The shape of Wood’s early reading life, aged fifteen, is shaped by finding among a jumbled pile of books at Waterloo Station the poet Martin Seymour Smith’s Novel and Novelists, A Guide to the World of Fiction. He picked the book or the book picked him? This synchronism of the known and yet unknown shaped his life. Martin Seymour Smith offered him a map. Woods offers a similar map to the untutored reader such as myself.

But what stuck in my craw was not the wisdom about writing and reading, and the insights it provides of man and books, but of the awful prejudice of one of his father’s neighbours.  A Dickensian scholar and Oxford University librarian he was quite happy to proclaim: ‘You could say that the girls who serve in Woolworth’s are the intellectual scum of the earth’. My reading of this is not fit for comment.


Kurt Vonnegut: President of the United States.

lkurt vonnegut “From the Collection of the Artist.”

Kurt Vonnegut turns up in the most unlikely of places. I’m not familiar with his writing, but I’m reading a book by Michael Lewis Liar’s Poker in which the author quotes Vonnegut below to describe how the bond market works to distort reality, and  to make it seem normal, a theme the everyman Billy Pilgrim’s character stumbles into in his Vonnegut’s Slaughterhouse 5.

 There is a magic moment, during which a man has surrendered a treasure, and during which the man who has to receive it has not done so. An alert lawyer [read bond trader] will make that moment his own, possessing that treasure for a magic microsecond, taking a little of it and passing it on.

This bring to mind the way coinage used to be debased when it was precious metals made out of a substance equal to value of the currency, for example, either gold or silver, and it was an offence against the king or ruler to shave a coin. Now New York and London Stock exchanges are one of the greatest industries, in monetary terms, devised by man, and when it fails thousands of billions of pounds of public money needs to be spent to keep the foul-smelling water of commerce drinkable for the rest of us.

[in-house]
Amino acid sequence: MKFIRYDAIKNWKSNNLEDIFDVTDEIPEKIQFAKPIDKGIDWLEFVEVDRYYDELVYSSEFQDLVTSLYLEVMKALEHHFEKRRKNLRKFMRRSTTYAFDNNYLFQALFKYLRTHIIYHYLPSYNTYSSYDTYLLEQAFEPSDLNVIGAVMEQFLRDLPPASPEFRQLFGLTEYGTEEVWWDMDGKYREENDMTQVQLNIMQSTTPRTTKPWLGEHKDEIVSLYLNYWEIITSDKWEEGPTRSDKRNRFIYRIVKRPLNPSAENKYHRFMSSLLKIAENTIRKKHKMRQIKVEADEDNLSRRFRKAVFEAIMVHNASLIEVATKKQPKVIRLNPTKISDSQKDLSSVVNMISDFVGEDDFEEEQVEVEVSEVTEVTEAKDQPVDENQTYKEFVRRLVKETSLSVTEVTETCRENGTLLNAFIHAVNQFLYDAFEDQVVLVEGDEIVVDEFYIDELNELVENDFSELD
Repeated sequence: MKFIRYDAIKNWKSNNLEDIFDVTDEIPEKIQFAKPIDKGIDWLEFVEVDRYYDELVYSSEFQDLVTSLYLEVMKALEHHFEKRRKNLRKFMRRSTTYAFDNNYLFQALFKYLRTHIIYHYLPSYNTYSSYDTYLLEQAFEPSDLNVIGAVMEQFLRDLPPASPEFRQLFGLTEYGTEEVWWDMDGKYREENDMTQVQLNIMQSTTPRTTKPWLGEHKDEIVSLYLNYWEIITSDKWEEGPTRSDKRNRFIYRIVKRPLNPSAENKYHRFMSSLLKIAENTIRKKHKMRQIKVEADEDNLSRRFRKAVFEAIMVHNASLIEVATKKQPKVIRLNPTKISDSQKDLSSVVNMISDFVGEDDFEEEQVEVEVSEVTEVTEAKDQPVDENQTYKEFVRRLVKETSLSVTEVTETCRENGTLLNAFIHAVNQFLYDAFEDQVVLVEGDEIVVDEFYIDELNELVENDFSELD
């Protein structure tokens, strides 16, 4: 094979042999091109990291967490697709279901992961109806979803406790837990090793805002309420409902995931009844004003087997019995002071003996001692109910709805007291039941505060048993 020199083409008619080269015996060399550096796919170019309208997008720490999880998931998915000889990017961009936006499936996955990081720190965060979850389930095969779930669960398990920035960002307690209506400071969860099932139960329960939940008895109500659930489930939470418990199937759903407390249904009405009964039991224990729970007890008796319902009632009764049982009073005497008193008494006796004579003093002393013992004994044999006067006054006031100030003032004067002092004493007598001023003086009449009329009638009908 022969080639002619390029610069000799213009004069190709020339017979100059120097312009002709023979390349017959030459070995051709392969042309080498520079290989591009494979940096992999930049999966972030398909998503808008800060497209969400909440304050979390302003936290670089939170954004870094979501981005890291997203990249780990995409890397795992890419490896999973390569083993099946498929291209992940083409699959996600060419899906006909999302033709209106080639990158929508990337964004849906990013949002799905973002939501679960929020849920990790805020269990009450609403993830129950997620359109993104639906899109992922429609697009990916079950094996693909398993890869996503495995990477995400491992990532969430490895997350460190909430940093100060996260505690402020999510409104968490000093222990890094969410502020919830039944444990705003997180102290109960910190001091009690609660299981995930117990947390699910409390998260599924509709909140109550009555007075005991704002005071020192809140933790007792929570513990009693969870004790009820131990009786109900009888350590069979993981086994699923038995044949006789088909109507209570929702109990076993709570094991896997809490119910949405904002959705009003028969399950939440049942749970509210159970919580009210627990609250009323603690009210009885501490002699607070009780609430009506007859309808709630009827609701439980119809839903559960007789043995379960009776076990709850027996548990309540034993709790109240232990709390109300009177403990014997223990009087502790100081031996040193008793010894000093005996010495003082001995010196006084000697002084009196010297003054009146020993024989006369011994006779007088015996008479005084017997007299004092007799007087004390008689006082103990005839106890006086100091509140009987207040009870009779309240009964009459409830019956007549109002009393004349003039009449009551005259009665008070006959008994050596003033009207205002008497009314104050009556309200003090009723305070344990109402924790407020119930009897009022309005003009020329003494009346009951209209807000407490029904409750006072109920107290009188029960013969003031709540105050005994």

In Slaughterhouse 5, Billy Pilgrim finds himself in a shop that sells porn, but he’s more interested in a badly written sci-fi book used as a front to make it seem like a respectable book store. The book is written by an author he knows and admires Kilgore Trout. The narrative in Kilgore’s book matches Pilgrim’s own experience of being abducted by the Tranfalmadorians and is about a man and woman kidnapped by extra-terrestrials and taken to another planet, Zircon-212, and put on display in a zoo. He has another of his epiphanies that underpin the wisdom of the book.

These fictitious people in the zoo had a big board supposedly showing stock market quotations and commodity prices along the wall of their habitat, and a news ticker, and a telephone that was supposedly connected to a brokerage on Earth. The creatures on Zircon-212 told their captives that they had invested a million dollars for them back on Earth and it was up to them to manage it so that they would be fabulously wealthy when they were returned to Earth.

The telephone and the big board were all fakes of course. They were simply stimulants to make the Earthlings perform vividly for the crowds at the zoo…